The human mind is a wanderer by nature. The daydream is the mind’s default state.Jonathan Gottschall
What do you like to read?
I read a scary book recently. Dystopic, feminist, infuriating. And compelling. (Gather the Daughters, by Jennie Melamed)
But it did what I look to fiction to do. It took me away, to another place, where I could suspend real life and live in another world. So while the book made me feel angry and frightened, I was also, oddly, relaxed.
And I thought about how important storytelling is to us. Not just to fundraisers, but to us as humans.
We need stories.
Attention is rare now. I’m as guilty as anyone. I play puzzle games while listening to the television. I have a dozen tabs open on my browser at all times. It’s hard to focus – especially when it’s not necessary.
(And for your readers, your appeal is not necessary.) But I find a good story is one of the only things to get my undivided attention. Is it the same for you?
At the same time I cracked open the book, I witnessed a Twitter fundraising conversation. (Fundraising Twitter is wonderful.) Friends were talking about another book – a non-fiction book – that I have yet to read.
(I’m a voracious consumer of fiction – especially anything that takes me long ago or far away. But I’ll admit that I find it harder to dig into non-fiction. No transportation, you know?)
This particular book, (The Choice Factory, by Richard Shotton) wasn’t at hand. But a quick search brought me to an article about the book, including some quotes.
I immediately stopped at one about relaxation.
When we are in a good mood it signifies an absence of danger and, therefore, mitigates against the need to think critically. We’re therefor far more likely to absorb ad messages when we’re happy.
(Bear with me, dear reader. This is where I try to tie two ideas together.)
Could our thirst for stories connect to the relaxed mood that will make us more likely to respond to a fundraising request?
It seems wrong on one hand – because the goal of good fundraising copy is to drive action, not relaxation. And for many organizations, the stories are not going to be relaxing ones. An appeal shows the need, the problem unsolved, and triggers our need to fix it.
But what if our unresolved story, told well, allows the reader to pay attention? What if something compelling enough to hold our attention can be both relaxing and inspiring? What if it draws the reader in to an extent that it becomes their story, too?
What if by taking readers somewhere different, we also allow them to be more present in their now?
OK, but maybe you’re not a novelist, or a playwright or a songwriter. Maybe you’re a nonprofit fundraiser who needs to engage donors and prospective donors. Not to worry. I’ve pulled together some storytelling tips for you!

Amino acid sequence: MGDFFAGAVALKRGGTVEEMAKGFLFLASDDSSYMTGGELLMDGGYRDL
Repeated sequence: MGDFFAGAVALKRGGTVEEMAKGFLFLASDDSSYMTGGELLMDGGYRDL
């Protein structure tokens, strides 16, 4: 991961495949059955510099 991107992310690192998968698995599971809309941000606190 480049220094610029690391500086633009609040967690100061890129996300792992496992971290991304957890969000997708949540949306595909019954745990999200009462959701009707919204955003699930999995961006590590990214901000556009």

Some planning advice from Hubspot:
1) Establish your goal.
2) Understand your audience.
3) Know how you want your audience to feel.
4) Uncover what will elicit the feelings.
Your goal is probably a gift. (Not always, but let’s go with it for today.)
Understanding your audience is key. This is when list segmentation can be powerful. Not everyone you’re writing to will belong to the same, generic audience. Define each audience – and you can change the story to appeal to them more specifically.
Fundraising is always about feelings. What’s the goal today? Not the action yet; the feelings that could lead to action. This is where you can use emotional triggers. But take a moment to decide which to use before you begin.
Then you can find the right story to tell – and tell it much better.
Your story will need:
- One or more characters (keeping it simple will work best for you.)
- Enough detail to pull your reader into the story (but not too much – keep it focused!)
- A challenge or problem that must be solved
- A resolution of the problem
No. Wait on that last one.
If you’re writing for fundraising, don’t resolve the problem. Leave it hanging there. Like one more step and the character’s over the cliff hanging there. Somebody needs to do something about this NOW hanging there.
You want your readers feel frustrated and itch to solve the problem. Then you can show them how they can solve it.
Remember your organization isn’t the protagonist. You don’t want to be the hero of this story.
Find stories of the people you help, instead. Pull the audience in by making that character human. It’s the little touches that make it work. Since you’re using words, paint a picture – her shy smile, his rough hands.
Aim for empathy, not pity. (Because you want this to be personal – something the reader can’t push away.) This is probably my favorite part of writing for fundraising – the chance to connect donors to beneficiaries. To bring everyone to a level human place, where empathy and caring reign.